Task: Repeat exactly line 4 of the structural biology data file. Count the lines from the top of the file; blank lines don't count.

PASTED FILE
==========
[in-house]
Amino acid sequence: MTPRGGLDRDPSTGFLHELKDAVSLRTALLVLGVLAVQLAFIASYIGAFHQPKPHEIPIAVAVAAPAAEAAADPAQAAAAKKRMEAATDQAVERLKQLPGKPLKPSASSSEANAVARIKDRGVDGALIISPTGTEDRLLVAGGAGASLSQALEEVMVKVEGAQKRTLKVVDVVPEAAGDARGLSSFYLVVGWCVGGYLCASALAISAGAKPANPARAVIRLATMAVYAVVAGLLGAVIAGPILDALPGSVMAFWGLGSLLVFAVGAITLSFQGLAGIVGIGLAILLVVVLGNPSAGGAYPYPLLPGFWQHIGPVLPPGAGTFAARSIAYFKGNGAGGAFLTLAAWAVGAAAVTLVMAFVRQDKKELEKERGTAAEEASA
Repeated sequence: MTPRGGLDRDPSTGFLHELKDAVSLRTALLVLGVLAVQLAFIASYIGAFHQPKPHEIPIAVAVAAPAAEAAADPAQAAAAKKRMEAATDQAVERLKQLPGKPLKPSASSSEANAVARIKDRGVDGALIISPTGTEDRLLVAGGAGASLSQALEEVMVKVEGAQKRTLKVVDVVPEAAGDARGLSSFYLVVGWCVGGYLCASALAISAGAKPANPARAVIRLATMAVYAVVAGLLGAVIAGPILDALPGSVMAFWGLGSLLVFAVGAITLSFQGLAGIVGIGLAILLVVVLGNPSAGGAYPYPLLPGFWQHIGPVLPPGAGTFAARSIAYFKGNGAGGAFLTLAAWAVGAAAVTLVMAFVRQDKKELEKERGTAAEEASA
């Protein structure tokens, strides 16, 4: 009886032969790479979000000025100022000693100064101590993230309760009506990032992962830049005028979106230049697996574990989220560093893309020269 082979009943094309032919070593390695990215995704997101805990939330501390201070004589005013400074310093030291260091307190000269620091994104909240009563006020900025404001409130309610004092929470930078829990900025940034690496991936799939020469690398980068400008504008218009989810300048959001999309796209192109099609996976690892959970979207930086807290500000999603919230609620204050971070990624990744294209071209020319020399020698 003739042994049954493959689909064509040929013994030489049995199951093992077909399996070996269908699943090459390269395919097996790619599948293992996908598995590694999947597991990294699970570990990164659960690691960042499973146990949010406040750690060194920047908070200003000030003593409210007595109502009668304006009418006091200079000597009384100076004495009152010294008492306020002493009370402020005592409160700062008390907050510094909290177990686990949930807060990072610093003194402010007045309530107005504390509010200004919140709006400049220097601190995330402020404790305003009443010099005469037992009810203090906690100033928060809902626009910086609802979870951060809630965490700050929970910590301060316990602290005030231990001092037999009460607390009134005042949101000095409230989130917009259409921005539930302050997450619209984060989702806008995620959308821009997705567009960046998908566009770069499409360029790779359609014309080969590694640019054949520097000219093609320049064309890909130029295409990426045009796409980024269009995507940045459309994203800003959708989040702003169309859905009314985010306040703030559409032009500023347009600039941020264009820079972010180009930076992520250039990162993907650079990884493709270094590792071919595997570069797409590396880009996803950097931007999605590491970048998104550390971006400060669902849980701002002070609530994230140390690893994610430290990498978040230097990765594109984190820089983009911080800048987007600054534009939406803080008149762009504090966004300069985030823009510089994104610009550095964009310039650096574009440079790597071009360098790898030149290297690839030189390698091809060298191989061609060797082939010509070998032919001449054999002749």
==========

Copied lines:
């Protein structure tokens, strides 16, 4: 009886032969790479979000000025100022000693100064101590993230309760009506990032992962830049005028979106230049697996574990989220560093893309020269 082979009943094309032919070593390695990215995704997101805990939330501390201070004589005013400074310093030291260091307190000269620091994104909240009563006020900025404001409130309610004092929470930078829990900025940034690496991936799939020469690398980068400008504008218009989810300048959001999309796209192109099609996976690892959970979207930086807290500000999603919230609620204050971070990624990744294209071209020319020399020698 003739042994049954493959689909064509040929013994030489049995199951093992077909399996070996269908699943090459390269395919097996790619599948293992996908598995590694999947597991990294699970570990990164659960690691960042499973146990949010406040750690060194920047908070200003000030003593409210007595109502009668304006009418006091200079000597009384100076004495009152010294008492306020002493009370402020005592409160700062008390907050510094909290177990686990949930807060990072610093003194402010007045309530107005504390509010200004919140709006400049220097601190995330402020404790305003009443010099005469037992009810203090906690100033928060809902626009910086609802979870951060809630965490700050929970910590301060316990602290005030231990001092037999009460607390009134005042949101000095409230989130917009259409921005539930302050997450619209984060989702806008995620959308821009997705567009960046998908566009770069499409360029790779359609014309080969590694640019054949520097000219093609320049064309890909130029295409990426045009796409980024269009995507940045459309994203800003959708989040702003169309859905009314985010306040703030559409032009500023347009600039941020264009820079972010180009930076992520250039990162993907650079990884493709270094590792071919595997570069797409590396880009996803950097931007999605590491970048998104550390971006400060669902849980701002002070609530994230140390690893994610430290990498978040230097990765594109984190820089983009911080800048987007600054534009939406803080008149762009504090966004300069985030823009510089994104610009550095964009310039650096574009440079790597071009360098790898030149290297690839030189390698091809060298191989061609060797082939010509070998032919001449054999002749």